Top-20 startups by Github stars growth in Q2 2020:
- Prisma (prisma/prisma, 3.9K stars, 694% AGR). Database tools for TypeScript and Node.js. Founded in 2016 in Berlin and raised $16.5M from Kleiner Perkins, Mango Capital, Amplify Partners, etc
- Meili (meilisearch/meilisearch, 6.1K stars, 634% AGR). API-focused fast search engine (an alternative to ElasticSearch). Founded in 2018 in Paris and has no known external funding to date.
- Cortex Labs (cortexlabs/cortex, 5.4K stars, 328% AGR) — API platform for deployment of ML models (an open-source rival to AWS SageMaker). Founded in 2018 in Oakland, CA and has no known external funding.
- Framer (framer/motion, 5.6K stars, 182% AGR) — Browser-based design tools for teams trending with its open-sourced library Motion. Founded in 2013 in Amsterdam and raised $33M by from Atomico, Accel, Foundation Capital, etc.
- Streamlit (streamlit/streamlit, 9.4K stars, 178% AGR) — Framework for fast development of frontend data apps, increasing the productivity of data science and machine learning teams. Founded in 2018 in San Francisco and raised $27M from GGV Ventures, Gradient Ventures, Bloomberg Beta.
- Hugging Face (huggingface/transformers, 29.7K stars, 127% AGR) — Developer of the natural language processing library Transformers and a popular AI-based chatbot for teenagers. Founded in 2016 in Paris and raised $20.2M from Lux Capital, SV Angel, A.Capital, etc
- Pulumi (pulumi/pulumi, 5.9K stars, 117% AGR) — Platform for cloud app development and deployment. Founded in 2017 in Seattle and raised $20M from Madrona Venture Group and Tola Capital
- ThingsBoard (thingsboard/thingsboard, 6.4K stars, 113% AGR) — IoT platform for data collection, processing, visualisation and device management (an open-source alternative to IoT @ AWS/Azure/GCP). Founded in 2016 in Kyiv and has no known external funding.
- Genymobile (genymobile/scrcpy, 32.7K stars, 106% AGR) — Solutions for development and testing of Android apps. Founded in 2011 in Paris and raised $9.7M from Alven and BPI France.
- Timber (timberio/vector, 4.3K stars, 96% AGR) — Developer-focused cloud logging system. Founded in 2016 in New York and raised $5.8M from NextView Ventures, Notation Capital, etc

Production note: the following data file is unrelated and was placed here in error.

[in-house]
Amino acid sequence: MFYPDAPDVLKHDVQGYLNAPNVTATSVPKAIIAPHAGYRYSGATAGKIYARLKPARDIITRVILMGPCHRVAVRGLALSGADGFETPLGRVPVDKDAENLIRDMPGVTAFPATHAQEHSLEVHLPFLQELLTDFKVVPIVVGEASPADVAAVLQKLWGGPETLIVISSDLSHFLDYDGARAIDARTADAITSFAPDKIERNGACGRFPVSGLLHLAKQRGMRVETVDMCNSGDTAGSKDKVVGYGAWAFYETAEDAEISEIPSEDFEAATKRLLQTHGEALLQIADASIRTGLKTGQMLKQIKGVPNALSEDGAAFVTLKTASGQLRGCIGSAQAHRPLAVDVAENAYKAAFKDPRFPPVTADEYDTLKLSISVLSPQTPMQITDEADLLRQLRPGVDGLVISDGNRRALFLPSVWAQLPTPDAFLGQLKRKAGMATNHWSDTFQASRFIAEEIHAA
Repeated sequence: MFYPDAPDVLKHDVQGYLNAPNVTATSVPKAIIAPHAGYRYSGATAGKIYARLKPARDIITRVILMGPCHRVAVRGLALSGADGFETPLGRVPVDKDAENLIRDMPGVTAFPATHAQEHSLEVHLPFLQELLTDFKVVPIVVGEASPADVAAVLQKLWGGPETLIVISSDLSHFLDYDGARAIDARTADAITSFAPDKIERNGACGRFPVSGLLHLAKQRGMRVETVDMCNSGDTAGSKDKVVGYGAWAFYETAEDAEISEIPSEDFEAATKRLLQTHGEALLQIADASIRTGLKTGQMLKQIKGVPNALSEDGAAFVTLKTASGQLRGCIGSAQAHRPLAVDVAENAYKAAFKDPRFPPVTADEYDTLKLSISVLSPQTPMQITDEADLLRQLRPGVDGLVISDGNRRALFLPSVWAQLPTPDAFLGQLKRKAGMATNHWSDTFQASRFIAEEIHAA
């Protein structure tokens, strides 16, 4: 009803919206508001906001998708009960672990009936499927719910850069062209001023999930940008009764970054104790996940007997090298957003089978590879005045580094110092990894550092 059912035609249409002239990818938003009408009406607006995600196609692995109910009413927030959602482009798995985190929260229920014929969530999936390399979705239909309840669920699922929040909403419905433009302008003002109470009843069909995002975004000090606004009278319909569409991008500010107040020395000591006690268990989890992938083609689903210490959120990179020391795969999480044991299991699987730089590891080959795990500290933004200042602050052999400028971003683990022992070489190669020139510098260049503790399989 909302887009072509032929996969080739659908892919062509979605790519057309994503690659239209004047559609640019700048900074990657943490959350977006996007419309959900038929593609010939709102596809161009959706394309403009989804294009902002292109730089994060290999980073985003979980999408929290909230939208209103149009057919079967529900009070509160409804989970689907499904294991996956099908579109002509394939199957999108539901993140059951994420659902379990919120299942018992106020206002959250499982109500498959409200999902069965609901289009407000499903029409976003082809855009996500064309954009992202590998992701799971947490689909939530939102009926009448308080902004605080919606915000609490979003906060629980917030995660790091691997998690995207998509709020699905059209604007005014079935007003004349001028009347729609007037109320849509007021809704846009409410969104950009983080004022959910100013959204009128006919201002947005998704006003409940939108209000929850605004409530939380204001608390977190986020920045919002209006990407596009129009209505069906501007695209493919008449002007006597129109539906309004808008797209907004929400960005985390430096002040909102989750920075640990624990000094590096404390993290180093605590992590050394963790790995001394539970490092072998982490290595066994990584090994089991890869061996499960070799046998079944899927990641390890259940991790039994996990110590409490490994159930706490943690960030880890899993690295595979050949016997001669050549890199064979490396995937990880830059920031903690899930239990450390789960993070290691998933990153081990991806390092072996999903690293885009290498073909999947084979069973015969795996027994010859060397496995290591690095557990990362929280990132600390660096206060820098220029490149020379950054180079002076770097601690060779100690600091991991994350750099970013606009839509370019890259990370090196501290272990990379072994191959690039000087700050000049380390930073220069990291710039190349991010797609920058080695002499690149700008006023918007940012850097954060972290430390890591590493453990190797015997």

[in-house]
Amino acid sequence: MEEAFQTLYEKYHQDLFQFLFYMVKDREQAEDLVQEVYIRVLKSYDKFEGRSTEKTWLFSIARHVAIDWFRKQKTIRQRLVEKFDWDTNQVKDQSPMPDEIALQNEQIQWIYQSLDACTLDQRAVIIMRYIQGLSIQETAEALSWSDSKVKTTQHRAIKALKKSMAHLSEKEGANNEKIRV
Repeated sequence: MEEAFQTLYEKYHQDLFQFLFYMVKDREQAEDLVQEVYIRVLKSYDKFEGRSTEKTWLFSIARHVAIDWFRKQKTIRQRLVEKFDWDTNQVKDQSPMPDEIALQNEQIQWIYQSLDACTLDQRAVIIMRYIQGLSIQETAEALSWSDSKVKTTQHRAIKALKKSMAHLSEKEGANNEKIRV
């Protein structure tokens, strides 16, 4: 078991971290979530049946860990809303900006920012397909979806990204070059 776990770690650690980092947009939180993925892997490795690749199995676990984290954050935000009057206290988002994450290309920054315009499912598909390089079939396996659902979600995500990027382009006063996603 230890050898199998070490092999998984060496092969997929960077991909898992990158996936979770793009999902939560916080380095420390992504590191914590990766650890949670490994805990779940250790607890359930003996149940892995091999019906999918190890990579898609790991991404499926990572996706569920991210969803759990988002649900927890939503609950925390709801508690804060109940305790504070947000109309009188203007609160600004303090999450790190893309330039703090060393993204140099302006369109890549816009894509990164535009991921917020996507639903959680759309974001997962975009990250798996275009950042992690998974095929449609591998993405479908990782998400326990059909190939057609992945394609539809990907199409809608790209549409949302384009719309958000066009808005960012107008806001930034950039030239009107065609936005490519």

- N8N (n8n-io/n8n, 8.1K stars, 93% AGR) — Workflow automation tool (an open-source alternative to Zapier). Founded in 2019 in Berlin and raised $1.5M from Sequoia, Firstminute Capital, Runa Capital.
- Saleor (mirumee/saleor, 8.2K stars, 92% AGR) — Headless e-commerce platform. Founded in 2019 in Wroclaw, Poland and has no known external funding
- Strapi (strapi/strapi, 26.7K stars, 88% AGR) — Headless content management system. Founded in 2016 in Paris and raised $14M from Index Ventures, Accel, Stride.VC, etc.
- Brave (brave/brave-browser, 6.5K stars, 87% AGR) — Next-generation secure and private browser. Founded in 2015 in San Francisco and raised $42M from Founders Fund, Foundation Capital, etc
- Resemble (corentinj/real-time-voice-cloning, 18.2K stars, 80% AGR) — AI engine for realistic voice cloning. Founded in 2018 in Toronto and raised $2M from GMG Ventures, Firstminute Capital, Canaan Partners, etc
- Volosoft (abpframework/abp, 3.9K stars, 79% AGR) — Software development tools trending with its open-source framework ABP for ASP.net. Founded in 2016 in Istanbul and has no known external funding.
- Riot IM (vector-im/riot-web, 5.1K stars, 71% AGR) — Decentralised secure communication tools (ex Vector IM). Founded in 2017 in London and raised $18.1M from Dawn Capital, Firstminute Capital, Notion, etc
- Iterative (iterative/dvc, 5.4K stars, 61% AGR) — Version control system for datasets and machine learning models. Founded in 2018 in San Francisco and raised $3.9M from Afore Capital, True Ventures, etc.
- Chatwoot (chatwoot/chatwoot, 4.2K stars, 58% AGR) — Live chats for customer support (an open-source alternative to Intercom). Founded in 2017 in Bengaluru, India and has no known external funding.
- Rasa (rasahq/rasa, 9.0K stars, 58% AGR) — Conversational AI assistant. Founded in 2016 in Berlin and raised $40.1M from Andreessen Horowitz, Accel, Mango Capital, etc
🧠 Final Thoughts
The benchmarks above could be used to detect outstanding open-source startups. Stars, forks and their growth rates are measurable, but indirect factors of a product’s adoption within the global developer community.
Also don’t mix correlation with causation — lack of popularity at Github does not say about low quality and could be caused by various reasons. The best illustration is Runa’s ex-portfolio company Nginx (acquired for $670M) — it powers ~450M websites in the world and has just 12.2K stars at Github.
Are you a founder of an open-source startup or a VC investor willing to collaborate on OSS investments? Don’t hesitate to email me: email@example.com